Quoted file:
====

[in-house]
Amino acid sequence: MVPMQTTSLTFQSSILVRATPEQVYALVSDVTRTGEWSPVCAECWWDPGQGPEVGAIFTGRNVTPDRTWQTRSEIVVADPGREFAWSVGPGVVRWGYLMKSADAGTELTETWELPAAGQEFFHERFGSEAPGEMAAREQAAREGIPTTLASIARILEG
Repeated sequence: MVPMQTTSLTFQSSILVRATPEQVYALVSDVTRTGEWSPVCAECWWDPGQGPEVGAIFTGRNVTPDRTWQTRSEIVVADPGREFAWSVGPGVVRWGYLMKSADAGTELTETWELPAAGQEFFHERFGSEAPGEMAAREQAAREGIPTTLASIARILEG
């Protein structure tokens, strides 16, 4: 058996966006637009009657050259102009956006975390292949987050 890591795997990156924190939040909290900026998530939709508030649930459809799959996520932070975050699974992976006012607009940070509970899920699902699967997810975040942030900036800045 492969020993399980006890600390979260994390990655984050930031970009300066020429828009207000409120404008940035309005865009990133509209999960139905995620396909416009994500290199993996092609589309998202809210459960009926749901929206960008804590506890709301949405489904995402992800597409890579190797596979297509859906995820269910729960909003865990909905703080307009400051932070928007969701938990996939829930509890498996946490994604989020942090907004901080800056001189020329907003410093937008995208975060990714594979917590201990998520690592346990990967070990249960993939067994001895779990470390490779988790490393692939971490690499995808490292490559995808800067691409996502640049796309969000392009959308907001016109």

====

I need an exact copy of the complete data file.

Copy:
[in-house]
Amino acid sequence: MVPMQTTSLTFQSSILVRATPEQVYALVSDVTRTGEWSPVCAECWWDPGQGPEVGAIFTGRNVTPDRTWQTRSEIVVADPGREFAWSVGPGVVRWGYLMKSADAGTELTETWELPAAGQEFFHERFGSEAPGEMAAREQAAREGIPTTLASIARILEG
Repeated sequence: MVPMQTTSLTFQSSILVRATPEQVYALVSDVTRTGEWSPVCAECWWDPGQGPEVGAIFTGRNVTPDRTWQTRSEIVVADPGREFAWSVGPGVVRWGYLMKSADAGTELTETWELPAAGQEFFHERFGSEAPGEMAAREQAAREGIPTTLASIARILEG
């Protein structure tokens, strides 16, 4: 058996966006637009009657050259102009956006975390292949987050 890591795997990156924190939040909290900026998530939709508030649930459809799959996520932070975050699974992976006012607009940070509970899920699902699967997810975040942030900036800045 492969020993399980006890600390979260994390990655984050930031970009300066020429828009207000409120404008940035309005865009990133509209999960139905995620396909416009994500290199993996092609589309998202809210459960009926749901929206960008804590506890709301949405489904995402992800597409890579190797596979297509859906995820269910729960909003865990909905703080307009400051932070928007969701938990996939829930509890498996946490994604989020942090907004901080800056001189020329907003410093937008995208975060990714594979917590201990998520690592346990990967070990249960993939067994001895779990470390490779988790490393692939971490690499995808490292490559995808800067691409996502640049796309969000392009959308907001016109």